Washington State Senator Pramila Jayapal at a glance
2014 Incumbent from 37th Legislature
*Running for US Congress from Washington’s 7th District
*Endorsed by Bernie Sanders
*Founder & Director of One America, a pro-immigration Advocacy Group
*BA Georgetown University, Washington
*MBA Kellogg School of Management, Northwestern University,Illinois
*Financial Analyst, Activist & Author of Pilgrimage: One Woman’s Return to a Changing India(2009).
*American Citizen since 2000
*Recognized as White House ‘Champion of Change’ in 2013
UPDATE: New York, Nov 9 (IANS) Pramila Jayapal became the first Indian American woman elected to the House of Representatives, winning Tuesday’s election from Washington state.
She will join other Indian Americans in the Congress, Kamala Harris, the first Indian American elected to the Senate, and three others in the House of Representatives.
Jayapal, who calls herself a “progressive fighter,” was endorsed by Bernie Sanders, the insurgent socialist who challenged Hillary Clinton for the Democratic Party presidential nomination. She defeated fellow Democrat Barry Walkinshaw.
In a tweet after her election, she thanked the voters for “standing up for the values of our country – that welcomed me as a 16-year-old immigrant.”
Senator Pramila Jayapal who is running for US Congress from Washington’s 7th electoral district speaks over Skype to NRI Pulse about her dreams for America and her plans as the first (yet to be) elected Indian-American Congresswoman with a palpable excitement that is infectious and uncontainable.
Senator Jayapal’s list of endorsers read like the politically correct list of who’s who in the multicultural world that America embodies. It comes as no surprise then, that she wears several labels comfortably. “I don’t mind labels. I don’t feel one thing that I can be associated with. I am a feminist, an Indian-American, a workers’ rights advocate. All these labels and roles are interrelated,” she says.
Senator Jayapal’s work speaks for itself. OneAmerica, which started out as a Hate Free Campaign, was founded to empower those who were targeted following the 9/11 attacks. According to Senator Jayapal, “One America was established to represent the voices of the people who were left out. We wanted to reframe the perspective of any of those groups. We fought against the unfair practices. We brought out the voices and the agency.”
Senator Jayapal led the largest voter registration campaign, helping nearly 23,000 new Americans to register- an evidence of the power of electoral awareness and participation.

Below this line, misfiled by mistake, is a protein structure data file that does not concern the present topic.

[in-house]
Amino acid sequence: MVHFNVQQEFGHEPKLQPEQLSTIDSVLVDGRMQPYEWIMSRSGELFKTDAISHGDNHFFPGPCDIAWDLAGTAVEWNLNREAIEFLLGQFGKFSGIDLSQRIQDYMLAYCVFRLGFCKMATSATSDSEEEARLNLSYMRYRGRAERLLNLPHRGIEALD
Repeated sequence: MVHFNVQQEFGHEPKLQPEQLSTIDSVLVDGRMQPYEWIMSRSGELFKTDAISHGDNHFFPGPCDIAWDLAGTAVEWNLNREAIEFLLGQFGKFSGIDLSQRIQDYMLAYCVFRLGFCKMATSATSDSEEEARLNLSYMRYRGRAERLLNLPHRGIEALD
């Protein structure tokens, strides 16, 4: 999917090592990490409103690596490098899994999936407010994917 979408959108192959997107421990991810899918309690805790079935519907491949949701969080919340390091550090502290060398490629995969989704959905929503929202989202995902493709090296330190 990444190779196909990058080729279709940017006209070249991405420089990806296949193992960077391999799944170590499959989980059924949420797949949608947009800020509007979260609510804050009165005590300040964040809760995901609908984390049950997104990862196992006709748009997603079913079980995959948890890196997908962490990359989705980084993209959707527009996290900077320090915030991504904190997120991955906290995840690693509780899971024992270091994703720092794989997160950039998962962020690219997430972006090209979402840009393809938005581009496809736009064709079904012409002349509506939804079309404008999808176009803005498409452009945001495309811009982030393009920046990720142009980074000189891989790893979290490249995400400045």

The Senator admits that the challenge is that there are not enough people who have been through similar experiences and to reach out to those who have not.
The Democratic candidate has also talked about safe spaces, especially for minorities. She maintains that immigrants often have to walk a tight rope to keep the balance. “In being conscious all the time, they need a place to let go and carry the burden of being strategic,” she adds. She is also quick to clarify that such spaces, in both a physical and psychological sense are non-discriminating to welcome all kinds of people.
A vocal activist, Senator Jayapal has probably been one of the first to put a gender lens on immigration. She spearheaded a campaign called “We Belong Together” to mobilize women to bring their agency into the process of immigration. She rues that the media shows women as victims, helpless in the face of a breakdown or family and deportation. She emphasizes how the reality of immigration is different. For her, women, far from being powerless are sometimes “the sole providers and connectors to the community.” Immigration historically, also means that the ancestors of different racial groups have also been immigrants at some point in the past- a fact she says, she never fails to remind its opposers.
Does she believe that her running in District 7 indicates a change in the nature of the electoral landscape, and perhaps a deeper change in society? “Yes it is changing and engaging people from all walks of life and inspiring more people to get involved in politics.” she responds.
Congress has an inevitable relationship with partisanship and lobbyists. Senator Jayapal’s advocacy has however focused on coalition building, labor unions, expanding Social Security and supporting single health care by taking a working families position. She claims, “I am the most left of all candidates. Many people realize that ‘We are all better off if we are better.’ We want what is good for the world. Call people in and not stereotype.”
It is this attitude that should help consolidate support for her candidacy, in a constituency that has a skewed racial population.
Any attention to Senator Jayapal’s own immigrant identity may be quelled by the dynamism of what she believes – that immigrants inhabit spaces of change. She says “I would like this to lead to a unified country. There is a demographic change coming. I want to be a bridge and a connecter. Not take over, but have a place for everyone to stand. I operate from a place of generosity. I want to be a guide in the way forward.”
Finally, Senator Jayapal talks about embarking on a spiritual journey in the process of writing her first book Pilgrimage. Does she get the sense of having arrived?
“I think that the journey is really a long one with insight coming in waves. I learnt a lot in my time inIndia. I work hard at meditation. There is much more out there,” she concludes.